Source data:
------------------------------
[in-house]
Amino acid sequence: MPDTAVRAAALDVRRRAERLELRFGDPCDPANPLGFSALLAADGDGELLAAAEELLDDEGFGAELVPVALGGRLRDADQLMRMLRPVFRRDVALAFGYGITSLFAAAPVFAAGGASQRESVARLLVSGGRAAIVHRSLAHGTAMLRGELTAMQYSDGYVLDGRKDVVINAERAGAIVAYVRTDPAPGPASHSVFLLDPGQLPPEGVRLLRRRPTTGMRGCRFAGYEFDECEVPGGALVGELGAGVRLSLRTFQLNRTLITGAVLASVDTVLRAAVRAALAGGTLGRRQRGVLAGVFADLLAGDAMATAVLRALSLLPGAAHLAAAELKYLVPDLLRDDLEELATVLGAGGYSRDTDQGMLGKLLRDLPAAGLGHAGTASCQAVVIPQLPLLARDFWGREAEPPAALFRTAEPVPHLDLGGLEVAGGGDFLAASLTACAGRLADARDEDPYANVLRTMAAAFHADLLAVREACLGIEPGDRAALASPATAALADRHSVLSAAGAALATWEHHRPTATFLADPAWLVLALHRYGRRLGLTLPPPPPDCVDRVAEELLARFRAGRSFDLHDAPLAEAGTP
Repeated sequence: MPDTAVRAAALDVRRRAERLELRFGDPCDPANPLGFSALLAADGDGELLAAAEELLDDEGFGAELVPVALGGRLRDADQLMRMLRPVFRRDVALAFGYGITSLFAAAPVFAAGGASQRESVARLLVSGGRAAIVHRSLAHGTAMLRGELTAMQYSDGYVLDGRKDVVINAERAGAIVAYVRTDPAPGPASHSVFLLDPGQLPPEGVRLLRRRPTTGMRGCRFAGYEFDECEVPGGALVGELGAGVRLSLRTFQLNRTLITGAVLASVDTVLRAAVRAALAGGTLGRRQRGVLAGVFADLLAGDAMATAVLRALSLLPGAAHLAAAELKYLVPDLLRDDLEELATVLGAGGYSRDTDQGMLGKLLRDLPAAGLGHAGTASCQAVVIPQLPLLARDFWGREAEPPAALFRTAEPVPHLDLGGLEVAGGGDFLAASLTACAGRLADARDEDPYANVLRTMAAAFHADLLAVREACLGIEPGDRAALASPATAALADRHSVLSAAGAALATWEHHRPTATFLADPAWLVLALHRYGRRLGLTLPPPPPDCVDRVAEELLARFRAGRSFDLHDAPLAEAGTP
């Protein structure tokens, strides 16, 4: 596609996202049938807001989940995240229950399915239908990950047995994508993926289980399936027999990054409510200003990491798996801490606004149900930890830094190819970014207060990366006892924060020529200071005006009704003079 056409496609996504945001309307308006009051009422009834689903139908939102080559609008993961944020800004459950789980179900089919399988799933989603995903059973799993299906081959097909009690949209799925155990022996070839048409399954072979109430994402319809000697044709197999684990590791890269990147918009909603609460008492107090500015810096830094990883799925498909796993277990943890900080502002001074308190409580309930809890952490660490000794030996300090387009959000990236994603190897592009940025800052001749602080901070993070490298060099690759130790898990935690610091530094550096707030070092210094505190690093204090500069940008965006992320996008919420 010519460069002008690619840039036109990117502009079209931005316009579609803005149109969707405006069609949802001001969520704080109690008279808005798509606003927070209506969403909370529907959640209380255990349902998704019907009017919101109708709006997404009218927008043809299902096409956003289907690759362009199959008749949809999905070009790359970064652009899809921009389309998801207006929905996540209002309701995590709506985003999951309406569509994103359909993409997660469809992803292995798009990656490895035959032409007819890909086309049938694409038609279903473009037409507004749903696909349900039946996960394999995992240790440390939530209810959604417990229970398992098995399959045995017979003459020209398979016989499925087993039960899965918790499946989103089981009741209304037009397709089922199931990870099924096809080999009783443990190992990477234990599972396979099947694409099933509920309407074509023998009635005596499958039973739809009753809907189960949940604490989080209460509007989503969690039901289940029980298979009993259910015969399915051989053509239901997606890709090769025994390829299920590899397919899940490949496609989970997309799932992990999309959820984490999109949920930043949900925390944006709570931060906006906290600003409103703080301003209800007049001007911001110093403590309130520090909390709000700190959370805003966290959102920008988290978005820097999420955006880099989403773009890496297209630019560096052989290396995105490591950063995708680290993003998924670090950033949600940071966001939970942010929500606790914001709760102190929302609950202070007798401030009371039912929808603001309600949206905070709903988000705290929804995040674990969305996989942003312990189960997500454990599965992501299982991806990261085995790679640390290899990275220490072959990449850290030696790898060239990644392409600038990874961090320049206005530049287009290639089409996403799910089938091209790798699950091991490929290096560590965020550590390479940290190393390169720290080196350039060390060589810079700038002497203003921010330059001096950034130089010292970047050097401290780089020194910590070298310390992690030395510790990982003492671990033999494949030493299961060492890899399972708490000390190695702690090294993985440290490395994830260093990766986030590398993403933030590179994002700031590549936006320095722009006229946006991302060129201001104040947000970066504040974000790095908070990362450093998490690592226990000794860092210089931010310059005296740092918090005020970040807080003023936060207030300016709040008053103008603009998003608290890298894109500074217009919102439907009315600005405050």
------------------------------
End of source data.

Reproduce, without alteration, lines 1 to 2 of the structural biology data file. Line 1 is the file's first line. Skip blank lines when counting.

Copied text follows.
[in-house]
Amino acid sequence: MPDTAVRAAALDVRRRAERLELRFGDPCDPANPLGFSALLAADGDGELLAAAEELLDDEGFGAELVPVALGGRLRDADQLMRMLRPVFRRDVALAFGYGITSLFAAAPVFAAGGASQRESVARLLVSGGRAAIVHRSLAHGTAMLRGELTAMQYSDGYVLDGRKDVVINAERAGAIVAYVRTDPAPGPASHSVFLLDPGQLPPEGVRLLRRRPTTGMRGCRFAGYEFDECEVPGGALVGELGAGVRLSLRTFQLNRTLITGAVLASVDTVLRAAVRAALAGGTLGRRQRGVLAGVFADLLAGDAMATAVLRALSLLPGAAHLAAAELKYLVPDLLRDDLEELATVLGAGGYSRDTDQGMLGKLLRDLPAAGLGHAGTASCQAVVIPQLPLLARDFWGREAEPPAALFRTAEPVPHLDLGGLEVAGGGDFLAASLTACAGRLADARDEDPYANVLRTMAAAFHADLLAVREACLGIEPGDRAALASPATAALADRHSVLSAAGAALATWEHHRPTATFLADPAWLVLALHRYGRRLGLTLPPPPPDCVDRVAEELLARFRAGRSFDLHDAPLAEAGTP